For Maria Mitchell was then, as she always would be, an individualist, a nonconformist to the core. Like most of those who live creative lives, she ignored her neighbors' ways and pursued her own. If there was a beautiful sunset to see, she went out to look at it; the dishes could wait. If the sky was illuminated by a pulsating aurora she spent the night watching it; her sleep could be made up at some other time. All her life, in this manner, she would make up her own mind, regardless of other opinion. And, as the years passed, the stories of her strong personality and her unconventional ways increased. Once a friend saw her sitting on the curb in Boston, surrounded on all sides by busy traffic and crowding people. When asked what she was doing there, she replied quite simply that she was tired and had sat down to rest her feet. If this was not the usual custom, she did not care.

In her school on Trader's Lane, likewise, she failed to conform to the usual way of teaching. Instead she experimented along new lines. Her school was taught on the Lancastrian plan so that the older ones taught the younger, and the younger taught the youngest – a school which, nevertheless, was for the teacher (like so many one-roomed schools) far worse than a three-ringed circus. From one corner came the halting sound of spelling; from another droned geography – a much more real affair to these children to whom Oahu, Canton and Bombay were household words, than it was to the "unfortunate" children on the "continent." In still another corner a tall Quaker girl opened her arithmetic book, written by Jacob Willetts, Quaker schoolmaster of Nine Partners, New York, turning from "vulgar fractions" to "permutations and combinations" to ask a delightful problem in poetic form:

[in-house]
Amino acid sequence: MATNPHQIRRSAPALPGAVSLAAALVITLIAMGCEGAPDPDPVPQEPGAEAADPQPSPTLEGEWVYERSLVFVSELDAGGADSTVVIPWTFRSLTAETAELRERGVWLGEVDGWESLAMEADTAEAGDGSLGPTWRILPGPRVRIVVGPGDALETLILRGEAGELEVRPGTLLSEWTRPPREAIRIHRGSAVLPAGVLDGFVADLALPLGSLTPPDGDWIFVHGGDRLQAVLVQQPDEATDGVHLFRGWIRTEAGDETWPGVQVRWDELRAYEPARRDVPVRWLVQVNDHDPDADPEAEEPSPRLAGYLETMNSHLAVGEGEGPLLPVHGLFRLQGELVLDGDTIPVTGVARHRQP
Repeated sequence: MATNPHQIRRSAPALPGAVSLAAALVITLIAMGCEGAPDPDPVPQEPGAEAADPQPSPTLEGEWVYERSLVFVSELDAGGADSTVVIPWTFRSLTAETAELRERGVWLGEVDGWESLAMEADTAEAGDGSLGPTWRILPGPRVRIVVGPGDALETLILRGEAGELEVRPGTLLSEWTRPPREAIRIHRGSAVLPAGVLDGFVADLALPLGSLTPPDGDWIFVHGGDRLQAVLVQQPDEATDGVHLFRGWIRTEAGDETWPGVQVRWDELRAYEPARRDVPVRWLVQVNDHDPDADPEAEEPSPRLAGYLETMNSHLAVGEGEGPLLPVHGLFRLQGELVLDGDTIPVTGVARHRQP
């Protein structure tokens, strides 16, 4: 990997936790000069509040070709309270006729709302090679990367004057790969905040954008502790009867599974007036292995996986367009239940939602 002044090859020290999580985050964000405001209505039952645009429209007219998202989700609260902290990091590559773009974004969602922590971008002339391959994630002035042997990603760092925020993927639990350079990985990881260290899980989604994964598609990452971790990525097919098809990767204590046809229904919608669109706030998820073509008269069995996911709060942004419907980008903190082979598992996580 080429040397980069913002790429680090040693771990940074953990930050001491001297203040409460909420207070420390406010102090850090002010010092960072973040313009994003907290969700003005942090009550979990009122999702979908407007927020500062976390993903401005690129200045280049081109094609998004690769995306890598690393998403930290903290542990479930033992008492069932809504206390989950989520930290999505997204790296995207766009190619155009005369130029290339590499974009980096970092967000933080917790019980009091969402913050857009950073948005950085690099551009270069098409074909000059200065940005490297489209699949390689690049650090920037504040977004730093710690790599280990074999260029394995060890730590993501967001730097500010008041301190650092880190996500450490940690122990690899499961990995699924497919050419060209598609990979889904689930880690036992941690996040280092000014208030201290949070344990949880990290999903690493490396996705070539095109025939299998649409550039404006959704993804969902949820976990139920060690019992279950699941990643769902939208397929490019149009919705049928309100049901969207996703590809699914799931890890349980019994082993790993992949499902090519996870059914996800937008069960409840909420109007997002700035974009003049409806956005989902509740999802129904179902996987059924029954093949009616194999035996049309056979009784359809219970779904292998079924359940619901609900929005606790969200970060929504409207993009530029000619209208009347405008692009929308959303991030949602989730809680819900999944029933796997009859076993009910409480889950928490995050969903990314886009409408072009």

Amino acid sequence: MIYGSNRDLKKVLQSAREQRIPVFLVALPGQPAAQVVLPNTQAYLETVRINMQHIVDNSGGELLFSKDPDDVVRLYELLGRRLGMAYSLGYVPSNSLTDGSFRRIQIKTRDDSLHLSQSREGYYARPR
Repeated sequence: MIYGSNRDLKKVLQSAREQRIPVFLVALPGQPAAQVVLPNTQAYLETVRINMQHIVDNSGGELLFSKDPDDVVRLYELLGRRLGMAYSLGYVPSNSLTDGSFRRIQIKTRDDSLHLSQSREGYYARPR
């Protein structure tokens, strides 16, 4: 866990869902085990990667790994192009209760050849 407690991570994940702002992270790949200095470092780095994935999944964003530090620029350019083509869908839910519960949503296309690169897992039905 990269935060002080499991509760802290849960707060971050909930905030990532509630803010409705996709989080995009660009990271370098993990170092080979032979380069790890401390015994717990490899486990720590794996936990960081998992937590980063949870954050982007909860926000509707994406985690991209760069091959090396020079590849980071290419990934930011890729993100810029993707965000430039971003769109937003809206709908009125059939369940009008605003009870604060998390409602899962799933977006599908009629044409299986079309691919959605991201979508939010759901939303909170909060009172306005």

As I was locating on the forest grounds
Up starts a hare before my two greyhounds
The dogs being light of foot, did fairly run
Unto her fifteen rods, just twenty-one
The distance that she started up before
Was fourscore sixteen rods just and no more
    Now this I'd have you unto me declare
    How far they ran before they caught the hare?

In the center of the room Maria herself spoke on natural philosophy. "Learn to observe," she said. "The eye learns to see. Open yours wide to the revelations of nature. Watch after sunset . . . watch before sunrise." So she rose with her pupils before the sun to watch the hatching of tiny naked birds while great owls returned to their sleep. They went out after sunset to watch the stars and listen in the stillness of the night while their teacher talked of the origin of the earth on which they spun and the theory propounded by Laplace to explain it. They looked, and Nantucket disappeared from under their feet as, magic-carpet-wise, they flew to other planets, remote stars.

So Maria enjoyed her pupils and they enjoyed her. Yet, all through the year, she felt the awful responsibility of teaching others when she herself was still so ignorant. There was still so much to learn, so little time to know; so much to seek, so little time to find. She was seventeen now and, like the yellow mustard in the fields, she had grown up but also out, her mind reaching in every direction. As her interests and her friends had increased, her ideas had broadened, her thoughts had deepened. In some way, however, she had to continue to earn a living for herself and for the support of her large family; her kindly, good-natured father, through the perfidy of a supposed "friend," had been brought close to bankruptcy.